This vintage pinball machine was picked out by my husband and paid for by his father. Aside from a few parts that are worn and need replacing, this baby still works. Joe and his brother had lots of fun with game this as kids. (Excuse the mess. When we hauled the leather couch and chair up and out to the curb, we ended up throwing and piling stuff everywhere to make a big enough path. The couch was really long, and the passage way is tiny and angled.)

A fully functioning mini camera, complete with its tiny leather custom sewn case. Clear as day I remember these from my childhood. Someone in our neighbourhood owned one, and I fell in love with it way back then. Too bad you can’t get film for it anymore. It would be a great collector’s piece.

Hands up if you remember this type of tin cap. I do! My mother was always asking me to get the top off for her since she didn’t have long enough nails. Wow. It instantly brings me back to our old kitchen, standing beside her while she impatiently said, “Hurry up,” while she tried to make dinner for her small army of children.

There are two of these vintage deviled egg trays with snap-on lids in my MIL’s kitchen. The second one is all white while this one is yolk yellow. Ahh, deviled eggs. The staple of every home party since… forever? Probably. Well, certainly every birthday, anniversary, engagement, bridal, baby, candle, make-up, family reunion, etc party I was invited to. πŸ™‚

To this day, when I drink root beer, I think of A&W. I kid you not. I found this collector’s glass beside its twin in the back reaches of a cupboard. This would have been, much like today when you buy a root beer at an A&W restaurant, a souvenir glass customers bought with the drink to take home. And it was always served frosty cold. Always. Even today.

In all my years of baking, using candy products to make desserts, I have never seen this brand of sprinkles. It has to pre-date even me, and I’m almost 49. Can you imagine this being in the back of your cupboard for that long?!? I can’t. I rotate everything on the regular. This wouldn’t last two years in my house. I would force myself to use it all up, or give it away. But again, another lovely jar in a delightful label. I love it. Just look at the font in that label. That screams 1950 – 1960s to me.

Vintage Finds #2

Another day, another small batch of vintage finds from the in-laws’ house as we clean it out in preparation to list the house early next year. Enjoy.

Nothing like some cookies with a side of guilt, no? This lovely cookie jar could be yours if you and Joe agree on a price he likes. πŸ™‚ (See the video down below.)

This is from back in the day (say, the late 1980s) when my MIL worked at Burger King, and they brought in their own branded condiments. I have a few of these jars at home sans label that I now use as hurricane lights. This glass jar is heavy. It won’t be knocked over by a gust of wind anytime soon.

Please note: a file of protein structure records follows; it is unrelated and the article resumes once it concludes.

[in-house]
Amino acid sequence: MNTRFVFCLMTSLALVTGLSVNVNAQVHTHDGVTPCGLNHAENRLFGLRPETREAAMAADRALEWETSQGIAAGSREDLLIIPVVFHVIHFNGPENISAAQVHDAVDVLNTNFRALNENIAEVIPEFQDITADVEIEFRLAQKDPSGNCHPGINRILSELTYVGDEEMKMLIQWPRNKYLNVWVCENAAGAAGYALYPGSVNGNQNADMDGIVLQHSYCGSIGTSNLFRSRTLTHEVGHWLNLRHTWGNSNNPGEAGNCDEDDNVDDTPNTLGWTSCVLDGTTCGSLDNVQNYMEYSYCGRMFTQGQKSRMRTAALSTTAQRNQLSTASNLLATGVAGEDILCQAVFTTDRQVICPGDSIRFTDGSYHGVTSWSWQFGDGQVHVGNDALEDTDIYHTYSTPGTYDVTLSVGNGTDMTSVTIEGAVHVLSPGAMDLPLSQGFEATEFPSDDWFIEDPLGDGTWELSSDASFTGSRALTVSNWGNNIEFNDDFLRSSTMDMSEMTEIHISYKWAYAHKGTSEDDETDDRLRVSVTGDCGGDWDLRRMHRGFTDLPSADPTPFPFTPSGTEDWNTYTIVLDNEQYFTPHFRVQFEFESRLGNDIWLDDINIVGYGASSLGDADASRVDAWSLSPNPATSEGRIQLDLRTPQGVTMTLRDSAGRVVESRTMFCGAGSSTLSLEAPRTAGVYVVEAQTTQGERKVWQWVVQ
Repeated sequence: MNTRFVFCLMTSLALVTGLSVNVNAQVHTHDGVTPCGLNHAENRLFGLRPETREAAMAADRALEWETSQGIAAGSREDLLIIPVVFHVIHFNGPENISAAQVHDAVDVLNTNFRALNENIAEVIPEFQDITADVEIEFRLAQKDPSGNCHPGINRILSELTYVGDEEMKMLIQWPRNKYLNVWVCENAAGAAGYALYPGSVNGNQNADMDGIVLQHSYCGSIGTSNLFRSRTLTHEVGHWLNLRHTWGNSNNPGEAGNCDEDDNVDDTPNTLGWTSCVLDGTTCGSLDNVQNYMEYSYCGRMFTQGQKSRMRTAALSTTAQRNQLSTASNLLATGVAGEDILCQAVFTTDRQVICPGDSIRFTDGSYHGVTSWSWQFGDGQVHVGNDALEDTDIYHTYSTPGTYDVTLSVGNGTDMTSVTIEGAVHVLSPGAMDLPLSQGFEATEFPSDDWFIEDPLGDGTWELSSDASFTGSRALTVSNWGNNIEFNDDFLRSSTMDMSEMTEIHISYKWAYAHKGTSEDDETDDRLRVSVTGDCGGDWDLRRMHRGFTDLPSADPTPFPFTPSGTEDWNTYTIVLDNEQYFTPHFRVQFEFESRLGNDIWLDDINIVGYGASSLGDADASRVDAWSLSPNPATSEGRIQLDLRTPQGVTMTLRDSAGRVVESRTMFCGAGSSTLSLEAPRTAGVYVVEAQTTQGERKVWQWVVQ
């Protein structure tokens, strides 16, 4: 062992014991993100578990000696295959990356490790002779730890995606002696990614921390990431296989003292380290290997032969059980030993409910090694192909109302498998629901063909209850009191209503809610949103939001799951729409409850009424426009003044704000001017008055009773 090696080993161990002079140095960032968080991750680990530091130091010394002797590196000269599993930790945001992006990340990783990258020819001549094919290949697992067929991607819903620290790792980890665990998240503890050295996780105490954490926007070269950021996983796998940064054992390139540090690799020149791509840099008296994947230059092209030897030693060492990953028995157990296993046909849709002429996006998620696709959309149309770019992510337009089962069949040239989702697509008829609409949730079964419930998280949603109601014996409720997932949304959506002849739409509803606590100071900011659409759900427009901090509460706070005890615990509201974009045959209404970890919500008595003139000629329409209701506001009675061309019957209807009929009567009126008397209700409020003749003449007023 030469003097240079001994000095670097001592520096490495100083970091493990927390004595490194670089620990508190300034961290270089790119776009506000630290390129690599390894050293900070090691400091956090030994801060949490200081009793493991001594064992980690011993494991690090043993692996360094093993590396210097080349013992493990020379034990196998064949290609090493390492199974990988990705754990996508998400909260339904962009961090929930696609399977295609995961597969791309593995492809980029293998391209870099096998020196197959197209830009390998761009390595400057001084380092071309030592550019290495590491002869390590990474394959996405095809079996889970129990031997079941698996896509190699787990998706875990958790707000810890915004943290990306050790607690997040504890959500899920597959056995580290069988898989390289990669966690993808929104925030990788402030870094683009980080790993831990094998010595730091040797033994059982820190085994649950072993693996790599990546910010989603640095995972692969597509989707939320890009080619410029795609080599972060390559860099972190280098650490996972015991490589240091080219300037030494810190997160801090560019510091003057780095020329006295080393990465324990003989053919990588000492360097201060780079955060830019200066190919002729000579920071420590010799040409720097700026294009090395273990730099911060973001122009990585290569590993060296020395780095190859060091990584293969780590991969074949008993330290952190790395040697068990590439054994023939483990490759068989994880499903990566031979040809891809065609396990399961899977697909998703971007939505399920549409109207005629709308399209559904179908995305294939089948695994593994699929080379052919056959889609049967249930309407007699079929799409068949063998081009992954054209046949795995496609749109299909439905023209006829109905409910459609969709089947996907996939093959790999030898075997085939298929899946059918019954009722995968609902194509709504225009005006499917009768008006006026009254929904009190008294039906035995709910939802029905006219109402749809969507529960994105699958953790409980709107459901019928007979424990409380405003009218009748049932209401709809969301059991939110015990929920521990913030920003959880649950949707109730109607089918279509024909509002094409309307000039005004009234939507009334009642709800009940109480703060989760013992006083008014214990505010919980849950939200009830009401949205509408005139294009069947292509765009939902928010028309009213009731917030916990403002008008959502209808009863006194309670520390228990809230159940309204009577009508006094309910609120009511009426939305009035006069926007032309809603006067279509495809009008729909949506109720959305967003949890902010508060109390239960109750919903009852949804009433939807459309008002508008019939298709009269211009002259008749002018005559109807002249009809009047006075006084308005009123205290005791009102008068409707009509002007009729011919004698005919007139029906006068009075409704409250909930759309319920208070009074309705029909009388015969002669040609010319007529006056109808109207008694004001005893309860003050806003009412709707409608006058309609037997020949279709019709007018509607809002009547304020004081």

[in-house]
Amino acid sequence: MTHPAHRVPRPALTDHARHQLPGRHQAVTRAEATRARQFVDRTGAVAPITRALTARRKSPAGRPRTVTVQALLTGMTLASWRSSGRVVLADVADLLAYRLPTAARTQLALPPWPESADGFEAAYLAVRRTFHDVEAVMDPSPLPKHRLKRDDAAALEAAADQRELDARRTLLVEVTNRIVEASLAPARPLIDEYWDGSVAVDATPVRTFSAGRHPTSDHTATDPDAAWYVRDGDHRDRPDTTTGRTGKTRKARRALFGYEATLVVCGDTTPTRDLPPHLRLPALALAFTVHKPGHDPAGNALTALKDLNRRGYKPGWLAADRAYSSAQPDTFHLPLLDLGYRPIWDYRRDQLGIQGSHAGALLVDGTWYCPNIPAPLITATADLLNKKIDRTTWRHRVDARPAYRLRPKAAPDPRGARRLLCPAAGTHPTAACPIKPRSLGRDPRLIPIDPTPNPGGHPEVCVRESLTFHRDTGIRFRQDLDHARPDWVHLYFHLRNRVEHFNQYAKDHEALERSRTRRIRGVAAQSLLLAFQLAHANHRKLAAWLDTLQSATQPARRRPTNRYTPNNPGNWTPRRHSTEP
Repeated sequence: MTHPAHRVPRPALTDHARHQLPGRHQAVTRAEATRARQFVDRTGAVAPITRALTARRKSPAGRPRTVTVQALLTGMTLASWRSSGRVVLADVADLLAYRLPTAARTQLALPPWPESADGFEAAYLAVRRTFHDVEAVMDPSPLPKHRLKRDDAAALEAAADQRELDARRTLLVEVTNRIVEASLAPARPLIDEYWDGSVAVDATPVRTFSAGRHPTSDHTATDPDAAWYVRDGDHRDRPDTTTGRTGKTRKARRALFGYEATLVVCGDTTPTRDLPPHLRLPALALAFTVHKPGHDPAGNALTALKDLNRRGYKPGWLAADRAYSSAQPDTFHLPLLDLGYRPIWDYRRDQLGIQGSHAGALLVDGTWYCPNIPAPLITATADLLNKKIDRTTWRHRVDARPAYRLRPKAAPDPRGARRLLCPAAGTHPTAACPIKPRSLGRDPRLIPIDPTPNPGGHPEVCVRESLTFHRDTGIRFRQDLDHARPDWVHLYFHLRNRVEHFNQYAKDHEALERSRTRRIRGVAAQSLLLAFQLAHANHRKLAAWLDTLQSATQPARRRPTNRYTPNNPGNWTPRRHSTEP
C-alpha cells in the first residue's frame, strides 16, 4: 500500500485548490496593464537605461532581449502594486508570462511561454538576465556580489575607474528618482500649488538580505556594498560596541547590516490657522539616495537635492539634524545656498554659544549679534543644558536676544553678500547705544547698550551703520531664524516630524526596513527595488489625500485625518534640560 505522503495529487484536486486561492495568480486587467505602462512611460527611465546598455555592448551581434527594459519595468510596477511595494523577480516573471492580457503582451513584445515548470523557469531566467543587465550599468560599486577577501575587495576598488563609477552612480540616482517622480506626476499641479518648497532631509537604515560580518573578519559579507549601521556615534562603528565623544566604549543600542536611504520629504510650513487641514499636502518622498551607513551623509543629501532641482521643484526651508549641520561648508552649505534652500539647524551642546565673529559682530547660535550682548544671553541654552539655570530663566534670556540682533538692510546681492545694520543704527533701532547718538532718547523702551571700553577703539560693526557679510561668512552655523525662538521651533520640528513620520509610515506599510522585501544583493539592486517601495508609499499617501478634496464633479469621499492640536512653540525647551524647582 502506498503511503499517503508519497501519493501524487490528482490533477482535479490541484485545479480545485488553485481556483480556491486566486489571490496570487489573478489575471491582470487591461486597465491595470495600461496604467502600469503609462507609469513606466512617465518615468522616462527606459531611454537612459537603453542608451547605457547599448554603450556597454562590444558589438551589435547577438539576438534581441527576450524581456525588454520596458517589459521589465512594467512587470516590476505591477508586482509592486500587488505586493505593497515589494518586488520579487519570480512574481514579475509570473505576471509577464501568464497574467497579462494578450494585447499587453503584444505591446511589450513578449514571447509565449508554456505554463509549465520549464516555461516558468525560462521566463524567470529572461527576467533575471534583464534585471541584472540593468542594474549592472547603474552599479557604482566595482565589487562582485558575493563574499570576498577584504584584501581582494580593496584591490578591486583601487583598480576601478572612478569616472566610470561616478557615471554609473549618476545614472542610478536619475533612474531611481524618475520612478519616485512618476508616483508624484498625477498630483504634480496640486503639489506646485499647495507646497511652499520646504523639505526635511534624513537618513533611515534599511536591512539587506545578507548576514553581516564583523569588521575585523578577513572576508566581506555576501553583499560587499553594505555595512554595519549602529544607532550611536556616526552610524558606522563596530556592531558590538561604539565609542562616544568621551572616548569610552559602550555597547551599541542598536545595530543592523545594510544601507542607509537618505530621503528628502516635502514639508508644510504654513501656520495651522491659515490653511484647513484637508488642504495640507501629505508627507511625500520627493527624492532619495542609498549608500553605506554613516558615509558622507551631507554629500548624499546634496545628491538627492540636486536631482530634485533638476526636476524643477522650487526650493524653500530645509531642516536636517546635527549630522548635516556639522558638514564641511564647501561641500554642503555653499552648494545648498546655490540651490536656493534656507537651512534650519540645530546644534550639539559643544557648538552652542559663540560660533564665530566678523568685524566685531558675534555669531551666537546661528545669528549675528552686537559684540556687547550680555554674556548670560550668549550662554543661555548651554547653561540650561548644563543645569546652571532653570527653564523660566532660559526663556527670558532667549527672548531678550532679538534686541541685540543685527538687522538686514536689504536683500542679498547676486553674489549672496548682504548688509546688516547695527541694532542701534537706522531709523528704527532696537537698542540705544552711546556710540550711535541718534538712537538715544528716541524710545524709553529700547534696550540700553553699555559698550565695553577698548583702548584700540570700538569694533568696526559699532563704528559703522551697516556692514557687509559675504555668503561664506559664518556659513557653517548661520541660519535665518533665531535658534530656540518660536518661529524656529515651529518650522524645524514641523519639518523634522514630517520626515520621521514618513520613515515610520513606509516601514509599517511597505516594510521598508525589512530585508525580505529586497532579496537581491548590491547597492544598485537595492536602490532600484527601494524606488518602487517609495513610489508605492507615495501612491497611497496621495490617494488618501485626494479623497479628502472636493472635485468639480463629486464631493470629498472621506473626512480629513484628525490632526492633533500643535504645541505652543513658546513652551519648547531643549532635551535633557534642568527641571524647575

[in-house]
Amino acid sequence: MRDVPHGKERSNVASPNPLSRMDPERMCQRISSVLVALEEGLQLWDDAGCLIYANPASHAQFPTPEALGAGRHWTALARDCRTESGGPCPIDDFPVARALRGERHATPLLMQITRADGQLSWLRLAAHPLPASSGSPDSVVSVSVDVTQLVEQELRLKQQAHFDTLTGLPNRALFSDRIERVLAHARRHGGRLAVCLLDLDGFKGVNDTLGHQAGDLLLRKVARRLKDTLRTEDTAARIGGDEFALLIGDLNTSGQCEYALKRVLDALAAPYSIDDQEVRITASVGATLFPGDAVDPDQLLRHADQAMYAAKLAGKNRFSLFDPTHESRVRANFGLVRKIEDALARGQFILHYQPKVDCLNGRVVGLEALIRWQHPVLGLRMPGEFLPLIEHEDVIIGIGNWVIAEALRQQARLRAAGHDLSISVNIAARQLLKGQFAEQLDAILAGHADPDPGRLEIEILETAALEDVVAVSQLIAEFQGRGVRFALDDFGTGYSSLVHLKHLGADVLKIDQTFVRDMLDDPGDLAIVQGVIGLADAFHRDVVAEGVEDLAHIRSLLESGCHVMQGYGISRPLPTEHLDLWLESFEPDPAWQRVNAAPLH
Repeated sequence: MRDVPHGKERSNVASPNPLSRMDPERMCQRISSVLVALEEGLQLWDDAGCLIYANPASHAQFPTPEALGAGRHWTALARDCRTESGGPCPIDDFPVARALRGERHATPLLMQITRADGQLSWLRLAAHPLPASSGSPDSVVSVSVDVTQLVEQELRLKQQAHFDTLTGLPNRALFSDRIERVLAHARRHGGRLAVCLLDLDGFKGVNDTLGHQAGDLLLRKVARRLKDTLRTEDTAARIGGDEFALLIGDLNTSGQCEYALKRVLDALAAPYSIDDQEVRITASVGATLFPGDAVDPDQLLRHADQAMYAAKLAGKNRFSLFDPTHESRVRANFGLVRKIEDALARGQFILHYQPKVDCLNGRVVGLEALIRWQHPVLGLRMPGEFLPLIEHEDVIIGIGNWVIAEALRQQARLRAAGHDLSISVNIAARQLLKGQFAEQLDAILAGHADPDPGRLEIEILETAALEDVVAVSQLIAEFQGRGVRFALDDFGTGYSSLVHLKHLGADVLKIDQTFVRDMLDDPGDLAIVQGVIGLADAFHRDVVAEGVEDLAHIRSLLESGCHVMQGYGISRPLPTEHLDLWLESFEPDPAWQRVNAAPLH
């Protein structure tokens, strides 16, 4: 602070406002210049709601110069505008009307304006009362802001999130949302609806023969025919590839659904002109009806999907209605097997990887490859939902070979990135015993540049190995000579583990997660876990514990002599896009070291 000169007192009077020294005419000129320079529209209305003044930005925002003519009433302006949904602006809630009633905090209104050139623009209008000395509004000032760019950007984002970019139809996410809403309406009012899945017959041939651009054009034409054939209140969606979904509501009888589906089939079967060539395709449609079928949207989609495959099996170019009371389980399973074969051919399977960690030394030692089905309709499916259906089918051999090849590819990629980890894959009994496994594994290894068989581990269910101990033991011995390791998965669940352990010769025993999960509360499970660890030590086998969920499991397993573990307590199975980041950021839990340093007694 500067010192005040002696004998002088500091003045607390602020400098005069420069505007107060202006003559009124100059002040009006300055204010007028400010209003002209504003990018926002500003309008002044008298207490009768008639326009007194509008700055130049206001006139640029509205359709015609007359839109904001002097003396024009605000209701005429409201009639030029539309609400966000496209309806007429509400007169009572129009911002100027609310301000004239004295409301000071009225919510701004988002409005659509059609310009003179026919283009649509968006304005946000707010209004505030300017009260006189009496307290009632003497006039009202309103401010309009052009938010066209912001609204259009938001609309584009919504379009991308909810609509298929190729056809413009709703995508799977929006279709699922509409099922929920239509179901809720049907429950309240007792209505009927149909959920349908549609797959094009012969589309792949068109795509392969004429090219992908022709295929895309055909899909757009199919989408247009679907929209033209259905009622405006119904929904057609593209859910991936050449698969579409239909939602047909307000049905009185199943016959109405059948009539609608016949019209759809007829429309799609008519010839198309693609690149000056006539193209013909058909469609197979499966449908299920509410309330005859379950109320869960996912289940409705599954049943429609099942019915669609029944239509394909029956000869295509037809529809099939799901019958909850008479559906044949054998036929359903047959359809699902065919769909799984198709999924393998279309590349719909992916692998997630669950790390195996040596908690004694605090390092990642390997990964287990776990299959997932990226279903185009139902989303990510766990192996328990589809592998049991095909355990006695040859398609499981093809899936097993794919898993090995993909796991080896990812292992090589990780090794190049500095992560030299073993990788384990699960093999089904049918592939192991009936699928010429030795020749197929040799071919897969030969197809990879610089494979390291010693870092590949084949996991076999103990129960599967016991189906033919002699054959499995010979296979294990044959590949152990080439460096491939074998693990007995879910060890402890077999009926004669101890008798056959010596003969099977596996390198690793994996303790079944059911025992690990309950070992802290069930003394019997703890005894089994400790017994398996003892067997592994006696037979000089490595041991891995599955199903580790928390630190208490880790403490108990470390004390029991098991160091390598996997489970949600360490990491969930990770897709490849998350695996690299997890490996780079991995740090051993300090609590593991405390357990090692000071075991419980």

Ragged Ann & Andy Pattern

Another Ragged Ann & Andy pattern my MIL has in her collection.

Back in the day, the FIL grew his own grapes on top of the car port trellis to make wine at home. He did this for awhile, but eventually he got tired of doing battle royale with the local trash pandas and broke it all down. Hey look at that econo size Bailey’s! That belongs to the SIL. Barely touched. And I found another one just like it in the pantry. Guess she forgot she already owned one in this cold storage cellar when she bought the second?

Ahh, nothing quite screams the 1970s like miniature DIY oil paintings. They were all the rage. We even did them in our house. My mother did up an Elvis one if I remember correctly. We hung it in our hallway for a few years before it disappeared. So tacky, yet so iconic.

Vintage Finds #1

The backstory: My FIL died a few years ago, and year after that my MIL needed to be moved from the house into a retirement community so she could have constant medical care for her diabetes. In the time between her move and this past summer, my SIL was living in the house. Eventually she too had to be moved out into different retirement home because she needed constant medical care for her lung cancer.

The house now stands empty of any occupant, so we’ve been taking time here and there to pack up possessions, to throw out the old food, and to clean up as we go along. It’s a loooooooooooong process when you only have a few hours each week, but we have to do it. I decided early on in the process that a lot of the vintage things we’ve found would be of nostalgic interest to a lot of people we know, so I have been taking some pictures.

Would you like to see some? Okay, here we go…

Woolcrest brand sandwich bags that, we guess, are from the early 1980s. Found in the kitchen pantry closet. Only a few used. Note how the price is printed on the box. Companies only printed prices on when there wasn’t enough store competition to make prices changes up or down. Ahh. Remember those days?

For as long as I can remember while living on my own, food colouring came in plastic bottles that were shaped slightly less elegantly. But, I’m almost 49, and I remember these tall glass beauties from my mother’s baking cupboard clear as day. What a trip!